There are four steps to the process of Bible reading referred to as “sacred reading” or lectio divina. The first of these is lectio, which simply refers to reading.
As followers of Jesus, we know that we’re supposed to read the Bible, but how we read matters. (For those who preach, how we think of these scriptures that will eventually be preached determines how we approach them as readers.) For my purposes here, we are going to leave aside the words infallible and inerrant not because I disagree with them, but because they aren’t going to be all that helpful in what we’re doing. The word I’m going to insist on, though, is “revelation.”
If anything, the Bible is revelation. It reveals. These 66 books reveal two main things to us. First, they reveal God to us. Second, they reveal us to us. Without the Scriptures, we would not know who God is and, likewise, we would not know who we are. We don’t look outward to the world around us or inward to ourselves to discover either who God is or who we are. The world outside us was created good, but is broken and flawed and cannot therefore accurately reveal God. And although we were created in the image and likeness of God and reflect him is so many ways, we too are broken and flawed by sin and find all kinds of contradictions and deceptions when we look inside of ourselves for signs of God. Therefore, as a great gift to us, God has revealed both who he is and who we are in holy Scripture. These two sides of revelation are absolutely essential to the way we read the Bible.
The Scriptures are also God’s voice. Through them, God speaks to us. I love Karl Barth’s belief that in the act of Bible-reading, what was merely ink on paper becomes the living Word of God. As we read those words, God is right there speaking them to us.
This is where the first step of lectio divina comes in. God is speaking. And as my Mom taught me, when someone speaks to you, the only respectful thing to do is to listen. So, when the speaker is The Speaker, we had best do our best to listen as closely as possible.
We don’t read the Bible to write sermons or for spiritual insight. We listen because our Lord is speaking.
This is where the exegetical process kicks in. But again, we aren’t doing this to find preachable or insightful parts. We are doing this because the King of the universe is speaking, because our great Love has our attention. We are held by every word, not as scholars, even though we employ every scholarly tool we have the ability to use. We read commentaries not as cheat sheets to give us the answers to all the questions and difficulties of the text, but as friends who are listening alongside us as our Lord speaks to us.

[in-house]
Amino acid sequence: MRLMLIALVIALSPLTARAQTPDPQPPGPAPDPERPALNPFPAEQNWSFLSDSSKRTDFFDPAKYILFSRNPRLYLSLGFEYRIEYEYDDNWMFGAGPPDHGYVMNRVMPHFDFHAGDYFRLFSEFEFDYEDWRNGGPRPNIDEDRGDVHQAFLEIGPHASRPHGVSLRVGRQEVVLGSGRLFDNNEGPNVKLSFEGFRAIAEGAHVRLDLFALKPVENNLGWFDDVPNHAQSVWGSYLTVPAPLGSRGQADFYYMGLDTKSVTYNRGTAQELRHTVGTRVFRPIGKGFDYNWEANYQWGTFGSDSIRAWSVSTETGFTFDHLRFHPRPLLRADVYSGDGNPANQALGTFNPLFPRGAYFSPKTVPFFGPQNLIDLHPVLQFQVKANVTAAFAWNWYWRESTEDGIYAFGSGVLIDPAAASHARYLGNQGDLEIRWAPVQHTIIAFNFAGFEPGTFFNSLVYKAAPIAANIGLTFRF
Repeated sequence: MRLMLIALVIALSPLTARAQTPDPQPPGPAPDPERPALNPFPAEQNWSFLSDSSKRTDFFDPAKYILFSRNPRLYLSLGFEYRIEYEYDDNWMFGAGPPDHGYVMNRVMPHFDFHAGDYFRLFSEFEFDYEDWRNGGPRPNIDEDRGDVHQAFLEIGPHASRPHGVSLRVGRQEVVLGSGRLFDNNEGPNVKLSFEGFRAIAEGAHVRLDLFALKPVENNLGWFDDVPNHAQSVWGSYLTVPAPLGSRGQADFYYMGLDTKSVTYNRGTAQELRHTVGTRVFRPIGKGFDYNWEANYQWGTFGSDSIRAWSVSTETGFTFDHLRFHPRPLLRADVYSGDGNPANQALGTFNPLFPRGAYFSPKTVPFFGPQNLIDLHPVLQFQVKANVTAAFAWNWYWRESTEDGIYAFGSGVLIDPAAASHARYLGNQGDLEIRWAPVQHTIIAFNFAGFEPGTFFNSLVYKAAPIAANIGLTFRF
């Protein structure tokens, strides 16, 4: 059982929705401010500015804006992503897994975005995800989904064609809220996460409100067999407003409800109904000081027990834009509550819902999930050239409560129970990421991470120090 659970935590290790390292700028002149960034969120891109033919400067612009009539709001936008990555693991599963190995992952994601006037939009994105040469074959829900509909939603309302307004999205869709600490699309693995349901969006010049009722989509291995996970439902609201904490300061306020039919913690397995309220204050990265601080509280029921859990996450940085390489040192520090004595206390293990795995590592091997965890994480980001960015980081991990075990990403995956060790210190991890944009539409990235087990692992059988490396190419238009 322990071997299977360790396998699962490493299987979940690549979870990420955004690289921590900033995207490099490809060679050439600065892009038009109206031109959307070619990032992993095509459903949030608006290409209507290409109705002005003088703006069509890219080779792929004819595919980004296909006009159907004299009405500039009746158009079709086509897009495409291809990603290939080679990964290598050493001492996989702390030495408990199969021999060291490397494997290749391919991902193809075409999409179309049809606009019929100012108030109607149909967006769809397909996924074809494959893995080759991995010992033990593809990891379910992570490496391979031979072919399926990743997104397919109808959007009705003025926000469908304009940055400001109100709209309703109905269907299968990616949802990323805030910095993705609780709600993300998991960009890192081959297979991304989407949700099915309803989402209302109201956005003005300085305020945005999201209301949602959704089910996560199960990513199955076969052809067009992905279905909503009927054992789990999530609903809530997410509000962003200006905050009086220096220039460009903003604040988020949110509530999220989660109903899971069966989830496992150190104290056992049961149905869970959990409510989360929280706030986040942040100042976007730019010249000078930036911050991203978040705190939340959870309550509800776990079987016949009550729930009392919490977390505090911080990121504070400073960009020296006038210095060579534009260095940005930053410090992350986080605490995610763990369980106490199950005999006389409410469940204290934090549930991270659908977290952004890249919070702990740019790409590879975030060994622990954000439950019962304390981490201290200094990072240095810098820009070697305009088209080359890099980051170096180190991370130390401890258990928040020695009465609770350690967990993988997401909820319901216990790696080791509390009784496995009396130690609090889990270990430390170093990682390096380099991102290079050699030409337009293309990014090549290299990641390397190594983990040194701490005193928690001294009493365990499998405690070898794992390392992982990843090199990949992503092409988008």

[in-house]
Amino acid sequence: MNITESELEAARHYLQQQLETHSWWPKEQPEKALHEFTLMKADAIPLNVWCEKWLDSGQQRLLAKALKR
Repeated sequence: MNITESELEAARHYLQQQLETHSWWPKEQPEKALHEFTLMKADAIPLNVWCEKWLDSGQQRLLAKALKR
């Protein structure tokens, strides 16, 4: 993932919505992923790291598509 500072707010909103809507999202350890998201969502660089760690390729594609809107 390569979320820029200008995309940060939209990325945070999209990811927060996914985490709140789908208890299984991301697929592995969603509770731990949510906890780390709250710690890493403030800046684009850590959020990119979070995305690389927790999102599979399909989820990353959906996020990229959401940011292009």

Living in a technological era, it’s easy for the tools to take over whatever we’re doing. And the same is true of Bible reading. There are good reasons why I took both Greek and Hebrew at Regent College and why I’ve got a whole wall devoted to commentaries and exegetical tools. They are exceptionally helpful in my attempt to hear the Voice accurately. But there are times when we can lose the Voice of our God in the midst of all the scholarly chatter, where the text is so cut to pieces on the surgeon’s table that we can’t put it all back together again.
The Voice must be retained. We must always hear God speaking.
When the tools get in the way of hearing the Voice, we put them down and utter the simple prayer of Samuel: “Speak, Lord. Your servant is listening.”
The exegetical process of lectio simply asks, “If God is speaking, what is he saying?”
If it’s helpful to know when in history these words were originally spoken, then we search that out. If it’s helpful to know where or to whom they were first spoken, we search that out as well. We do everything we can to hear God speaking as clearly as possible. Scholars will give us all kinds of information that has nothing to do with hearing the Voice of God, but we don’t dismiss them out-of-hand because of this. Rather, we keep coming back to our question, “If God is speaking here — and he is! — what is he saying?”
So, when I’m doing my lectio part, I’m jotting down all of the helpful information that I wouldn’t have known from a bare reading of the text. If I’m walking through a section of one of Paul’s letters, I trace the flow of the argument that he’s building. If it’s a passage from one of the Gospels where Jesus is echoing something in, say, the Psalms or Deuteronomy, I jot down the original passage. If there’s awkward or easily misunderstood language, I parse it out. The goal isn’t to write a commentary of my own. The goal is to bring together all of the background information that’s necessary to hear our Lord’s Voice. Anything else is clutter. Anything else, as interesting as it may be, must be set aside. I want to hear the Voice.
When I’m preparing a sermon, I pull all of this together in the most simple terms as possible as the first part of a study guide for the congregation I serve. Some of it may end up in an expository part of the sermon. Rarely will all of it. This is not about exegetical showmanship. It’s about hearing the Voice of our God. Anything that distracts when it comes to the sermon is deleted. Anything that helps us hear is included.
If God is speaking, I want to hear him. The Voice is everything, because the Speaker is everything.